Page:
Kolkata, March 12: Cricket pundits have generally been rating India as the favourites to win the upcoming World Twenty20. Australian all-rounder Mitchell Marsh acknowledges that the hosts are a great side, but feels they would be under pressure in a tourment where any team can beat the other on their day.
“Certainly we have to go past India, they are playing well, they know the conditions well, won the 50-over World Cup here a few years ago, so there is going to be a lot of pressure on them and they are a great side.
“But at the end of the day it’s a game of 20-20 and is a matter of who turns up on the day and anyone can beat anyone, that’s the ture of the tourment,” the 24-year-old Marsh told the media here on Saturday.
Marsh, who has turned out for Deccan Chargers and Pune Warriors in the Indian Premier League, said his team was high on confidence about doing well in the World T20 as several players in the dressing room have rich experience about the Indian conditions.
“There are some players in the dressing room who have the experience of playing in India. Several of them have had individual successes in India at some point of time. We are high on confidence of doing well in India, where the conditions can be challenging.”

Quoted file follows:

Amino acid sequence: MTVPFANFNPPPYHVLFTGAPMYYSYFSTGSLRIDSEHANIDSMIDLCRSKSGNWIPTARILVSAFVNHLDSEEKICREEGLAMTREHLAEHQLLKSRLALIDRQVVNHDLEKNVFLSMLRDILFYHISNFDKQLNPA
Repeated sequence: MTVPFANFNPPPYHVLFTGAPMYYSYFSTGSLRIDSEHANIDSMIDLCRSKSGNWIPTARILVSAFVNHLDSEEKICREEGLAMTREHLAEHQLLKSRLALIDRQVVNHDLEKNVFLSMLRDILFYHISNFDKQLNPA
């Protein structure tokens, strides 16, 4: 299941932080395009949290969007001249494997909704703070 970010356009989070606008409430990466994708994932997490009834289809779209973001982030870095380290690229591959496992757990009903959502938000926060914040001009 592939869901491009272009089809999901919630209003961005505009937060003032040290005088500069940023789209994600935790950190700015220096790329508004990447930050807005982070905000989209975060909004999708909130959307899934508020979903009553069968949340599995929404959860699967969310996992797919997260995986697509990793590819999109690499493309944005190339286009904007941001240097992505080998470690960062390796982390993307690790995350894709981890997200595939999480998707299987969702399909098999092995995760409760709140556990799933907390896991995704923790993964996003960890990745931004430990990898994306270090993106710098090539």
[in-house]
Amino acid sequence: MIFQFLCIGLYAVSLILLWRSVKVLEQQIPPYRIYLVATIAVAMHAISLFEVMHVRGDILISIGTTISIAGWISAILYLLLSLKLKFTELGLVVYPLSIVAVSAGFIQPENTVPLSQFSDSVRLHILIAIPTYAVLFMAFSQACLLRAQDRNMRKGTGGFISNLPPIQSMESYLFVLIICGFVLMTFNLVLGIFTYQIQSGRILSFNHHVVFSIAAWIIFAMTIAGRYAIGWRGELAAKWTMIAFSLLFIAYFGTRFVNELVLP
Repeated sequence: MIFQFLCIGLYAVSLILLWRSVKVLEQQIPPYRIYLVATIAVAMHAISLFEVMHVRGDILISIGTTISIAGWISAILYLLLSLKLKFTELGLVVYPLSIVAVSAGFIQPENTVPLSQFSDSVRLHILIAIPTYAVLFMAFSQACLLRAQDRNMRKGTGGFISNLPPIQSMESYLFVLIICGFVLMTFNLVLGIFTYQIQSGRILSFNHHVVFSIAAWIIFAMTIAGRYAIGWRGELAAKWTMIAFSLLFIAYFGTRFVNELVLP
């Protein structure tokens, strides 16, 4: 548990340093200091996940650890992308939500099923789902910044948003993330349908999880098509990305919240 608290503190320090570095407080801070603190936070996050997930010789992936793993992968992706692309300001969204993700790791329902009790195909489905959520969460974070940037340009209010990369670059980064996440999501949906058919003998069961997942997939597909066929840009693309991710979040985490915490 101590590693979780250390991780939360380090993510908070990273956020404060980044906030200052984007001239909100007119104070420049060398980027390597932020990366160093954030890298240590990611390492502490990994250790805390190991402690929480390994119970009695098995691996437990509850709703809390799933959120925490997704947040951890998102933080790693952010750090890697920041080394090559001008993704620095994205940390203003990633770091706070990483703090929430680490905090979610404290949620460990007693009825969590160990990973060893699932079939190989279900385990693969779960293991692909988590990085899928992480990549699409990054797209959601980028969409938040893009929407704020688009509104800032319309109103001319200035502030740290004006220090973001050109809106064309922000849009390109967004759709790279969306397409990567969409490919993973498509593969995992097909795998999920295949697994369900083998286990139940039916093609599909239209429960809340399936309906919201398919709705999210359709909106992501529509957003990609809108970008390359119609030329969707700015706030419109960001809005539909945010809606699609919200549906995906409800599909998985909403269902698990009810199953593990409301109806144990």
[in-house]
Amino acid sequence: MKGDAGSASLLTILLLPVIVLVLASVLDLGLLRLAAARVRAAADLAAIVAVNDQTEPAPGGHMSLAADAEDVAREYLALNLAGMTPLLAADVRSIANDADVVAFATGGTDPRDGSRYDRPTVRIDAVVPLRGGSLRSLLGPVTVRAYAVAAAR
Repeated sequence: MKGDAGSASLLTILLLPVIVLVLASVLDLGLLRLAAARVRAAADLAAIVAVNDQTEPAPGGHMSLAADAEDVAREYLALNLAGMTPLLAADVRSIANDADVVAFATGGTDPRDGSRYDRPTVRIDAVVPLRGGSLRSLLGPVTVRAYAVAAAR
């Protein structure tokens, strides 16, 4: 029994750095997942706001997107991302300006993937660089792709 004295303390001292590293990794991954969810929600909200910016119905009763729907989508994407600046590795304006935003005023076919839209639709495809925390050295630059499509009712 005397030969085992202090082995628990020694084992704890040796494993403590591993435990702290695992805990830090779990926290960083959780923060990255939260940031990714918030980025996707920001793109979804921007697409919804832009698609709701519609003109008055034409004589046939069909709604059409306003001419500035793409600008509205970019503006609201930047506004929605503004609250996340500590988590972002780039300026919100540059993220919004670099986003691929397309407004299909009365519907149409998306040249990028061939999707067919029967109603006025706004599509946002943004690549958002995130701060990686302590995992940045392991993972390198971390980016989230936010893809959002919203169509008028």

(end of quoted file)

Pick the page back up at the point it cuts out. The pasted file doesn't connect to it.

He said intertiol cricket also instils an ability to adapt to all conditions. “In the last two years, being in intertiol set up I have learnt to adapt to all kind of situations. When you play so much of cricket all around the world, you learn to adapt.”
The Western Australia player has been a regular for his country over the past year and says he was looking forward to the Indian challenges.
He was also all praise for India’s young pacer Jasprit Bumrah.
“He is a very good bowler. I saw him two years ago. He bowls with a good change of pace.”
Asked about his role as a finisher in the T20 format, Marsh said, “I try to hit as many balls as I can. It’s about being flexible. You can’t get 30 of ten balls every match. I try and keep it simple. I have prepared for the flat kind of wickets we will encounter here.”
Marsh said his ability to send down the slower ones has added more depth and variety to the side’s bowling. “Variations in bowling is important, you need to mix things up bow slower deliveries, as a bowler I will look to work on the area of. The great thing about our side is we have got so many options with the ball, got seven or eight guys who can bowl.”
Marsh comes from a family of sportspersons. While his father Geoff Marsh had played 50 Test matches and 117 One Day Intertiols (ODI) for Australia, brother Shaun Marsh is also an intertiol batsman, while his his sister Melissa is a basketball player.
To a poser as to how much of cricket is discussed at home on the dinner table, Marsh replied: “Probably the first 10 minutes and then we go back to more family issues.”
Marsh also spelt out how he benefits from his father’s advice.
“Yes certainly, I am very lucky to have a father who played 50 Tests and 117 ODIs, obviously his experience is vast, but at the same time he is my father, so be it cricket or life , I go to him for advice. I am lucky to have him.” IANS